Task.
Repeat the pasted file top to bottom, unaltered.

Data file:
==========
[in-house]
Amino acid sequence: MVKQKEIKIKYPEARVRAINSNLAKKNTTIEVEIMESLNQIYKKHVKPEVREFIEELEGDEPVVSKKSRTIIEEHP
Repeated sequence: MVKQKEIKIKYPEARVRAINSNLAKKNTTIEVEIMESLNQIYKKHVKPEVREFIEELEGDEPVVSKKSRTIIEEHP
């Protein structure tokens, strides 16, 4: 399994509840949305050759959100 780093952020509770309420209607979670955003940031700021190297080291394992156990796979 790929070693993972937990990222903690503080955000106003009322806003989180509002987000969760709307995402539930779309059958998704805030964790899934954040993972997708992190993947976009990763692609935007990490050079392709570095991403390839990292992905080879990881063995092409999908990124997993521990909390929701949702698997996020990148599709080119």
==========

[in-house]
Amino acid sequence: MVKQKEIKIKYPEARVRAINSNLAKKNTTIEVEIMESLNQIYKKHVKPEVREFIEELEGDEPVVSKKSRTIIEEHP
Repeated sequence: MVKQKEIKIKYPEARVRAINSNLAKKNTTIEVEIMESLNQIYKKHVKPEVREFIEELEGDEPVVSKKSRTIIEEHP
């Protein structure tokens, strides 16, 4: 399994509840949305050759959100 780093952020509770309420209607979670955003940031700021190297080291394992156990796979 790929070693993972937990990222903690503080955000106003009322806003989180509002987000969760709307995402539930779309059958998704805030964790899934954040993972997708992190993947976009990763692609935007990490050079392709570095991403390839990292992905080879990881063995092409999908990124997993521990909390929701949702698997996020990148599709080119």